Mull White-tailed Eagle Watch Update:Irresponsible Photographers Threaten recovery.

For some years I’ve been doing email updates each season to a large number of people who have been involved in Mull Eagle Watch over the years. Over time emails have changed, people have moved and so on, so the list is probably now very out of date. So instead I’ll post updates on Mull Birds and the Mull Bird Club websites courtesy of Alan Spellman and Andy Oldacre and hope that this way the eagle news reaches the people who want to keep up to date. 


Mull Eagle Watch has evolved considerably over the years to keep pace with the growing white-tailed eagle population and the number of people from on and off the island who want to be involved. Some nests are now watched over by local residents, others by trusted volunteers and visitors, some by wildlife tours and for others their best protection is their remoteness. The threats too have changed from the early days of egg collectors (who haven’t completely gone away but the threat has slowly diminished) to irresponsible photographers who feel they are above the law and put a photo above the welfare of the bird. The last two prosecutions here have involved photographers disturbing nesting sea eagles and both incidents were spotted by volunteers and wildlife tours so the system is working.

The healthy population of white-tailed eagles on Mull shows that they are breeding successfully and that the current Mull Eagle Watch system is broadly effective with 20 territorial pairs now resident here. There are good years and bad years with natural failures and occasional incidents but overall the trend is encouraging. So how are things looking in 2014?


I am hopeful that 15 young sea eagles are currently on the verge of fledging and some have already done so. Some sites are well known and can be covered here. The pair known as Fingal and Iona at the Mull Eagle Hide has one chick in the nest which is about to fly any day now all being well. Trips to the Hide can be booked on 01680 812 556 and run Monday to Friday 10am and 1pm. They will continue even after the chick fledges as the birds will still be very visible. Please support this community run project if you’re coming to Mull. The rangers John Clare and Rachel French will  ensure you have a memorable trip.

The pair which are widely watched from Killiechronan at the head of Loch na Keal (Territory 29) have fledged two chicks this year. Our old timers at Lochdon (T2) sadly failed for unknown reasons. We’ve thought before that this is the beginning of the end for these birds now in their early 30’s but then they bounce back and surprise us, so we’re not writing them off yet! At Craignure golf course (T27) this pair has one chick which is due to fledge shortly. They are best viewed from the layby a short way north of the golf club car park where a yellow Mull Eagle Watch sign is in place. Long time favourites Skye and Frisa (T18) have a single chick up and about already and the pair regularly seen on whale watch trips out of Tobermory (T51) also has a single chick. All the others are quietly getting on with things and I will give a final count on all the Mull fledged eaglets later in the autumn.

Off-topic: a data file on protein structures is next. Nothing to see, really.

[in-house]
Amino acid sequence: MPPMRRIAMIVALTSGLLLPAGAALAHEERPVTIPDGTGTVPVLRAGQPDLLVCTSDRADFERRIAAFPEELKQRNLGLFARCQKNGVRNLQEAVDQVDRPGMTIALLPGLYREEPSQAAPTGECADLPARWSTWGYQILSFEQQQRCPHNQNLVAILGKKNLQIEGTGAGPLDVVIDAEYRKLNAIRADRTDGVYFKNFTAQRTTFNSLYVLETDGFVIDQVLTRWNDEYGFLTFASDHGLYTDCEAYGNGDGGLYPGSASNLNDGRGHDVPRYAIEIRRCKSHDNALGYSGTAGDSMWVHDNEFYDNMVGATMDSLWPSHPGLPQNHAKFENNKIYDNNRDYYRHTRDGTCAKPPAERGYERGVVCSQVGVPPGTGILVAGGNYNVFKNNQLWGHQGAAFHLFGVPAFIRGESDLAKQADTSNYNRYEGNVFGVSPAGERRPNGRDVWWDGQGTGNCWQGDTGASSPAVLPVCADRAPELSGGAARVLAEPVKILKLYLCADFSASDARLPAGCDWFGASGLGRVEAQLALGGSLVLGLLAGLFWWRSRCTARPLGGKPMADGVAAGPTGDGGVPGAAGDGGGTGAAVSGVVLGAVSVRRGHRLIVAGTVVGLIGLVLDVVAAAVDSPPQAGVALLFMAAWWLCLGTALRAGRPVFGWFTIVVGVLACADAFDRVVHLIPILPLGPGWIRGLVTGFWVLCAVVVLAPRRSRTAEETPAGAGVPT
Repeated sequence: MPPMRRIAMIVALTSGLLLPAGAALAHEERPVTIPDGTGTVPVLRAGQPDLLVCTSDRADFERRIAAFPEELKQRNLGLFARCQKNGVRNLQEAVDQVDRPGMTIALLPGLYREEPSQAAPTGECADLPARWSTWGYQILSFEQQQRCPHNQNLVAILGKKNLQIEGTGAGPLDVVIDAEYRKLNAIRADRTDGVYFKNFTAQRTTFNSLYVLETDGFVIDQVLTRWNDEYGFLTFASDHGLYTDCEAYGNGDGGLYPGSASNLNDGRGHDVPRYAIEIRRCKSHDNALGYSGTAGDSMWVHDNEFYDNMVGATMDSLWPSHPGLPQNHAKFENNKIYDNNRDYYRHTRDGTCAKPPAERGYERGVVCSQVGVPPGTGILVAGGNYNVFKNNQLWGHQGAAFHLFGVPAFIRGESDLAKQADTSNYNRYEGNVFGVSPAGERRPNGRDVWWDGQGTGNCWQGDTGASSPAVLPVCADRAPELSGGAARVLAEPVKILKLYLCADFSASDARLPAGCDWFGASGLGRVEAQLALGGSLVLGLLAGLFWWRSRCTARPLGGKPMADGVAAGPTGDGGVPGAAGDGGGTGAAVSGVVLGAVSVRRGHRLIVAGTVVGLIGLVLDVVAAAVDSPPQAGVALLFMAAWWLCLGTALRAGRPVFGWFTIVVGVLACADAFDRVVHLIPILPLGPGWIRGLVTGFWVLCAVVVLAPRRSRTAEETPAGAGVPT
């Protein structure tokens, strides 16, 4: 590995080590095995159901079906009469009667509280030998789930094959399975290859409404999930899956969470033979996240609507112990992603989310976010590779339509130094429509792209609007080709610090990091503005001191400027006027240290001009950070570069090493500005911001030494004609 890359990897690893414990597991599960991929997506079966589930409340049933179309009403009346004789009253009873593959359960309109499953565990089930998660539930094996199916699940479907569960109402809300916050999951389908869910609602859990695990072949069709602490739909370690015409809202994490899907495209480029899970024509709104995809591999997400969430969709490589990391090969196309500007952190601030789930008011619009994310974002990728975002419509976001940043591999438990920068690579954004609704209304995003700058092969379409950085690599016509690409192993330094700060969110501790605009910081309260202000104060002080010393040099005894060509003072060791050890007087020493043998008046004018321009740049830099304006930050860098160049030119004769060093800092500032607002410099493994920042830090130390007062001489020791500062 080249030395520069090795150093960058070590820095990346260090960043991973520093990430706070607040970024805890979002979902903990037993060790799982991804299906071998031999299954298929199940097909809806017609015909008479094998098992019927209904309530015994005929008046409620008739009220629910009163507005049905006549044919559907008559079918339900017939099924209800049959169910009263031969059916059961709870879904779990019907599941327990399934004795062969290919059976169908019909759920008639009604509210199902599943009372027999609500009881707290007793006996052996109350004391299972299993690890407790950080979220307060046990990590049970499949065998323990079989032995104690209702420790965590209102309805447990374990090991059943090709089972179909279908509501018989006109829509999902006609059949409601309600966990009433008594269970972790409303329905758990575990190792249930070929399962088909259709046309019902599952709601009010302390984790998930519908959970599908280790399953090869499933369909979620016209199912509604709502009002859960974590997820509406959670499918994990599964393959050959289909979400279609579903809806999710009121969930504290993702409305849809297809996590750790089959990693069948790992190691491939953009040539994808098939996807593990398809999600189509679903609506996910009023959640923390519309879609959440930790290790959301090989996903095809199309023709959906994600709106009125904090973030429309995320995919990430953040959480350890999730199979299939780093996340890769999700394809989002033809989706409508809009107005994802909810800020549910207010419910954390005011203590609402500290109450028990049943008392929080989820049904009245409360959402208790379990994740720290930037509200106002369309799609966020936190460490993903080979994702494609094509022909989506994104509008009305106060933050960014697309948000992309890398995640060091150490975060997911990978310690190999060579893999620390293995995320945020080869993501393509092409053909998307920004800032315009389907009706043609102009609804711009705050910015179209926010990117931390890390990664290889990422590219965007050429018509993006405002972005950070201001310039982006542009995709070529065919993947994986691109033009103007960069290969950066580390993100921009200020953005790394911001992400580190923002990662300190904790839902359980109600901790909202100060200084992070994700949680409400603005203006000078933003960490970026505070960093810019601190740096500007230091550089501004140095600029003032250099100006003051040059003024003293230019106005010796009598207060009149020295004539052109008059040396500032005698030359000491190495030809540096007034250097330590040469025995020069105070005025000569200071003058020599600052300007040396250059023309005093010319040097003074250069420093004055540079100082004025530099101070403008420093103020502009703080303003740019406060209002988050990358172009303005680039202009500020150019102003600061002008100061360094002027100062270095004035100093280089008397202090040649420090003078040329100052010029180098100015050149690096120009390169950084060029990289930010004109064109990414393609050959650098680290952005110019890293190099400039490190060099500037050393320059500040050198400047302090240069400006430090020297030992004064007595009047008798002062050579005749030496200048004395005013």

Eagle Chick Head

This year Mull Eagle Watch pioneered a UK first with a new webcam from a sea eagle nest with the male Cuin and the female Sula (wing tagged White 5 from the 2007 east coast release scheme). They were also filmed for this year’s BBC Springwatch and the webcam enabled us to reveal a remarkable event when an intruding one year old sea eagle forced this year’s chick out of the nest. The chick survived unharmed and was rescued before Forestry Commission Scotland rangers helped return her to the nest. She has recently fledged successfully – this time under her own steam! The webcam can be visited at although the nest is now empty.

In other news, with BBC Springwatch we tracked down Skye and Frisa’s 2005 chick Itchy who is now a father himself and has one chick this year. It was the first time I’d seen him in 9 years and was quite a moment. It made all the effort of Mull Eagle Watch over the years worthwhile and seeing Itchy soaring out over the sea with his white tail gleaming in the sun was a sight to behold. PC Finlay Christine was there the day we ringed Itchy and his brother Scratchy in 2005. He is much missed and worked tirelessly for Mull’s eagles; he would have been very proud!

Dave Sexton
RSPB Scotland Mull Officer   

2 comments to Mull White-tailed Eagle Watch Update:Irresponsible Photographers Threaten recovery.

  • Terry Pickford, North West Raptor Protection Group

    Every one on the Island of Mull should be very proud and pleased with what has been achieved since 1974. I am quite sure most of the residents on the island appreciate the honour bestowed upon them by this wonderful project. Keep up the excellent work, but remember pioneers like Seaton Gordon and others of the same ilk did not live long enough to witness their dream come true.

  • Andy T

    How were the photographers disturbing the nest? it makes the headlines then you do not elaborate on it?

    Editor’s Comment. Andy, we understand in the instance referred to the two photographers disturbed the nest in order to obtain their images without a licence.